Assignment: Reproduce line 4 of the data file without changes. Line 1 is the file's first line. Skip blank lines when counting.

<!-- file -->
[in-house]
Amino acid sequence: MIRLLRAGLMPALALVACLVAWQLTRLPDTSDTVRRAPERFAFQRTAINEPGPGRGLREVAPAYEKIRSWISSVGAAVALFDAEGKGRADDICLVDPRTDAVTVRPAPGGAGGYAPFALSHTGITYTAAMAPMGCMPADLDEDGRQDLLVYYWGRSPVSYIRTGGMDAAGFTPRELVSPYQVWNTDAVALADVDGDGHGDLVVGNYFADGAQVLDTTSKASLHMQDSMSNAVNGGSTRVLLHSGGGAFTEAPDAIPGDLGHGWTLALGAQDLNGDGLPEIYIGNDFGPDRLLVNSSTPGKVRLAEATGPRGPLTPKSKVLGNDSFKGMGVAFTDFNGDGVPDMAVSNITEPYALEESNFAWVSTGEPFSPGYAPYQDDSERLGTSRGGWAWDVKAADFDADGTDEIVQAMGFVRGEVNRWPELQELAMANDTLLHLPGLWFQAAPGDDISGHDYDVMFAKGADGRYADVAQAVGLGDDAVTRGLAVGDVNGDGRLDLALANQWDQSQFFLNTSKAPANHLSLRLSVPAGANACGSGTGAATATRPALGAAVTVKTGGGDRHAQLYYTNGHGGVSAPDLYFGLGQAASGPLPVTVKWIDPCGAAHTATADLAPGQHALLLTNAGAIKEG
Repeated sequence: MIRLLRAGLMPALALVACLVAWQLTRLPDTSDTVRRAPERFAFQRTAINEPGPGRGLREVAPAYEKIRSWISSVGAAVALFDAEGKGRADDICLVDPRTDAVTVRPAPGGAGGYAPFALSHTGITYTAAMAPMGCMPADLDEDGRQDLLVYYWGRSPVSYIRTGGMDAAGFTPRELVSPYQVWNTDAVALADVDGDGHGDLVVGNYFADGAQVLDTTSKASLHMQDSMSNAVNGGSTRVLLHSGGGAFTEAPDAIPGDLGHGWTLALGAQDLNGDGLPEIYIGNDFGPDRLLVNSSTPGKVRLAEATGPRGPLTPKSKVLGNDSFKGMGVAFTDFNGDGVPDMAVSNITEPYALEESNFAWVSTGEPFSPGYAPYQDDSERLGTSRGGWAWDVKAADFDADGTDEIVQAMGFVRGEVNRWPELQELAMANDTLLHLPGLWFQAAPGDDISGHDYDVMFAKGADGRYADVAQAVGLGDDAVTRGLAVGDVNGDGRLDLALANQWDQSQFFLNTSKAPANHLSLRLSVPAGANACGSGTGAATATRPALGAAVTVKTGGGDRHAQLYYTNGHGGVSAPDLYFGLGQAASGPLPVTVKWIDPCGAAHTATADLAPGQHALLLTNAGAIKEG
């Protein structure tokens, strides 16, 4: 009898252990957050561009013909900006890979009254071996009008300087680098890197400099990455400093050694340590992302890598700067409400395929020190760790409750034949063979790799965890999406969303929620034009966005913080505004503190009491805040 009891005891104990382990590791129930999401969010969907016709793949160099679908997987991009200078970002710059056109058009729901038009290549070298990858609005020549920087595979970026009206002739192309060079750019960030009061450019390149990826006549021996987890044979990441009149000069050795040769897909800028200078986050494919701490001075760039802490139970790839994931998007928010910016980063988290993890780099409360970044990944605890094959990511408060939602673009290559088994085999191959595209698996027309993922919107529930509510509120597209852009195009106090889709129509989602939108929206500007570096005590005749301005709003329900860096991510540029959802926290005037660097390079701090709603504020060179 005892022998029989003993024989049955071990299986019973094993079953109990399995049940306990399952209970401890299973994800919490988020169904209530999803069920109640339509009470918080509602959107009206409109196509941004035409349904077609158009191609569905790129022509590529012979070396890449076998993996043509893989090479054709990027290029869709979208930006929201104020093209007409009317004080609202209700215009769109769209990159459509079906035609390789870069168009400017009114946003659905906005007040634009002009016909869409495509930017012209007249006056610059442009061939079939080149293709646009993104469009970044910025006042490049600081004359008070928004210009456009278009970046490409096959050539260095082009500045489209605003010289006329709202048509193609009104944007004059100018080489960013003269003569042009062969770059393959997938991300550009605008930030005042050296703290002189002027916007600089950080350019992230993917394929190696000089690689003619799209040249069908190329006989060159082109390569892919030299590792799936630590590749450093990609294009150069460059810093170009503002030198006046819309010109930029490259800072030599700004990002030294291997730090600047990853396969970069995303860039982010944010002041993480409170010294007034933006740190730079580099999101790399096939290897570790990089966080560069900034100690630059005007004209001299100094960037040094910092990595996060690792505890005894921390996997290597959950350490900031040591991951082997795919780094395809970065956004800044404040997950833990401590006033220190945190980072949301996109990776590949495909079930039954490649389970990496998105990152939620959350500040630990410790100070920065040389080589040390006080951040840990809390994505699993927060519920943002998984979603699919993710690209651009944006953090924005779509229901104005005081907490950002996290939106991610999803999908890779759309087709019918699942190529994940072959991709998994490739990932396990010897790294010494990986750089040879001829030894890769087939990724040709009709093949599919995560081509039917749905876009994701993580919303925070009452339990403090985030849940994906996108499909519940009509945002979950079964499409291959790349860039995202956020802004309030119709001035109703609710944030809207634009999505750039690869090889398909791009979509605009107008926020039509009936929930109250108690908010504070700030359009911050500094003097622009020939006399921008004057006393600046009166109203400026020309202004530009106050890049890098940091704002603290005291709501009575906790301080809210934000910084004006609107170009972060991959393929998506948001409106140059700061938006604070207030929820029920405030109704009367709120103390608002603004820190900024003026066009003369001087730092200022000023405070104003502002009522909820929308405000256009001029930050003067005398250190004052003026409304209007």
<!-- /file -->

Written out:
């Protein structure tokens, strides 16, 4: 009898252990957050561009013909900006890979009254071996009008300087680098890197400099990455400093050694340590992302890598700067409400395929020190760790409750034949063979790799965890999406969303929620034009966005913080505004503190009491805040 009891005891104990382990590791129930999401969010969907016709793949160099679908997987991009200078970002710059056109058009729901038009290549070298990858609005020549920087595979970026009206002739192309060079750019960030009061450019390149990826006549021996987890044979990441009149000069050795040769897909800028200078986050494919701490001075760039802490139970790839994931998007928010910016980063988290993890780099409360970044990944605890094959990511408060939602673009290559088994085999191959595209698996027309993922919107529930509510509120597209852009195009106090889709129509989602939108929206500007570096005590005749301005709003329900860096991510540029959802926290005037660097390079701090709603504020060179 005892022998029989003993024989049955071990299986019973094993079953109990399995049940306990399952209970401890299973994800919490988020169904209530999803069920109640339509009470918080509602959107009206409109196509941004035409349904077609158009191609569905790129022509590529012979070396890449076998993996043509893989090479054709990027290029869709979208930006929201104020093209007409009317004080609202209700215009769109769209990159459509079906035609390789870069168009400017009114946003659905906005007040634009002009016909869409495509930017012209007249006056610059442009061939079939080149293709646009993104469009970044910025006042490049600081004359008070928004210009456009278009970046490409096959050539260095082009500045489209605003010289006329709202048509193609009104944007004059100018080489960013003269003569042009062969770059393959997938991300550009605008930030005042050296703290002189002027916007600089950080350019992230993917394929190696000089690689003619799209040249069908190329006989060159082109390569892919030299590792799936630590590749450093990609294009150069460059810093170009503002030198006046819309010109930029490259800072030599700004990002030294291997730090600047990853396969970069995303860039982010944010002041993480409170010294007034933006740190730079580099999101790399096939290897570790990089966080560069900034100690630059005007004209001299100094960037040094910092990595996060690792505890005894921390996997290597959950350490900031040591991951082997795919780094395809970065956004800044404040997950833990401590006033220190945190980072949301996109990776590949495909079930039954490649389970990496998105990152939620959350500040630990410790100070920065040389080589040390006080951040840990809390994505699993927060519920943002998984979603699919993710690209651009944006953090924005779509229901104005005081907490950002996290939106991610999803999908890779759309087709019918699942190529994940072959991709998994490739990932396990010897790294010494990986750089040879001829030894890769087939990724040709009709093949599919995560081509039917749905876009994701993580919303925070009452339990403090985030849940994906996108499909519940009509945002979950079964499409291959790349860039995202956020802004309030119709001035109703609710944030809207634009999505750039690869090889398909791009979509605009107008926020039509009936929930109250108690908010504070700030359009911050500094003097622009020939006399921008004057006393600046009166109203400026020309202004530009106050890049890098940091704002603290005291709501009575906790301080809210934000910084004006609107170009972060991959393929998506948001409106140059700061938006604070207030929820029920405030109704009367709120103390608002603004820190900024003026066009003369001087730092200022000023405070104003502002009522909820929308405000256009001029930050003067005398250190004052003026409304209007």